Canada is reducing the amount of work experience required for its Caregiver immigration programs by half, to one year instead of two years.
“Caregivers are an important option for families in Canada and have played an instrumental role in the lives of many growing children, aging parents, and those who need additional specialized care,” says Immigration Minister Sean Fraser.
“By reducing the work experience required in Canada to one year, more caregivers and their families will become eligible to transition to permanent residence sooner, meaning that they can settle down and start the next chapter of their lives here in Canada.”
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Immigration, Refugees and Citizenship Canada (IRCC) expects the change will dramatically improve processing times for these applications, benefiting up to 90 per cent of applications currently in processing and providing an advantage for both the caregivers who are just starting out and those who have been providing care in Canada already.
The immigration minister is also hinting that the current pilot Caregiver programs could become permanent programs starting in June 2024.
“Caregivers are indispensable in assisting Canadian families and it’s an honour for us to provide them a more expedited route to permanent residence and prosperous integration into Canada,” said Scarborough Centre MP Salma Zahid at the announcement on Friday.
“The decreased work experience requirement and reserved pathways to permanent residence recognize the sacrifices that caregivers make and the value of their work to Canadian society.”
The lower work experience requirement for the Caregiver programs will become effective on April 30, 2023 and will be retrospective for caregivers who have already applied.
Since the launch of the five-year Home Child Care Provider (HCCP) and the Home Support Worker (HSW) pilots in 2019, nearly 1,600 caregivers and their family members have become permanent residents. In 2022 alone, nearly 1,100 caregivers and their family members became permanent residents through the two pilots.
“It is our responsibility to support caregivers in Canada,” said Mississauga-Streetsville MP Rechie Valdez, on Friday.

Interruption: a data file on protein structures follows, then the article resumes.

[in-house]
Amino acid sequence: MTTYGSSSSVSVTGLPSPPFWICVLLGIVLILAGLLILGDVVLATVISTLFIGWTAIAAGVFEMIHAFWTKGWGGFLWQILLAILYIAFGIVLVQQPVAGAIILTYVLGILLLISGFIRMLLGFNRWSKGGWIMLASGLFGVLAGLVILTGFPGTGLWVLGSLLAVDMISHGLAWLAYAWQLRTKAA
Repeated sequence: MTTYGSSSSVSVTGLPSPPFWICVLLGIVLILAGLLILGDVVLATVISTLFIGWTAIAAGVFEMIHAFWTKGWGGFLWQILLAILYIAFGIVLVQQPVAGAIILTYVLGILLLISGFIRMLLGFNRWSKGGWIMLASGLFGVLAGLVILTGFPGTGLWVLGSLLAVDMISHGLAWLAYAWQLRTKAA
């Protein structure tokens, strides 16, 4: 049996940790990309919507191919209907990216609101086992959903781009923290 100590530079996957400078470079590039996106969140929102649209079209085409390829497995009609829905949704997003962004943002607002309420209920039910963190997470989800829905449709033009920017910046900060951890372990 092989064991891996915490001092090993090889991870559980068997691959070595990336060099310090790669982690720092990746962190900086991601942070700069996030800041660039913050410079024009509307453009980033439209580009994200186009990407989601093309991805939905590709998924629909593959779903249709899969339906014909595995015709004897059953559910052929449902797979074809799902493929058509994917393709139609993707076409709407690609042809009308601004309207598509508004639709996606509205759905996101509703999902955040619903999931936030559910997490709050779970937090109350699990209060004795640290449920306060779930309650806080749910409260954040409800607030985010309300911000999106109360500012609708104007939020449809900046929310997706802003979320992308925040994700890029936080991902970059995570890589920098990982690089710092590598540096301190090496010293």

Immigration Is Driving Population Growth In Canada And Helping Address Labour Shortages
“Reducing work experience and creating reserved pathways to permanent residence are just a couple of ways we can show our appreciation for the sacrifices and hard work of caregivers. We are committed to improving the process and making changes that are needed to recognize the value that caregivers bring to our community and to Canada.”
Immigration accounts for almost all of Canada’s labour force growth, with more than 75 per cent of Canada’s population growth coming from immigration, mostly in the economic category.
By 2036, immigrants will represent up to 30 per cent of the Canadian population up from 20.7 per cent in 2011.
Fifty years ago, there were seven workers for every retiree in Canada. Today, that number is closer to three, and if Canada stays on its current trajectory, in the next 10 to 15 years, that ratio will drop to two workers for every retiree.
The Caregiver pilots are part of Ottawa’s strategy to tackle the labour shortage challenges facing Canadian employers.
Under the HCCP and HSW candidates must meet the following requirements to be eligible to apply for permanent residence:
- a job offer;
- CLB 5 language level, and;
- one year of Canadian post-secondary education or its foreign equivalent.
Applicants For Caregiver Pilot Programs Must Have Valid Job Offers
That should include an occupation-specific work permit to obtain the work experience the applicant will need for permanent residence.
Once the two years of work experience is completed – soon to be one year of work experience – the applicant must submit proof of that to Immigration, Refugees and Citizenship Canada (IRCC) to get their permanent residence.
Candidates who already have work experience as an in-home caregiver in Canada can choose one of two options:
They can use the two-step process outlined above, then complete the required work experience to get permanent residence or they can keep working in Canada with a current work permit and apply for permanent residence once the work experience term is completed, provided the general requirements are met.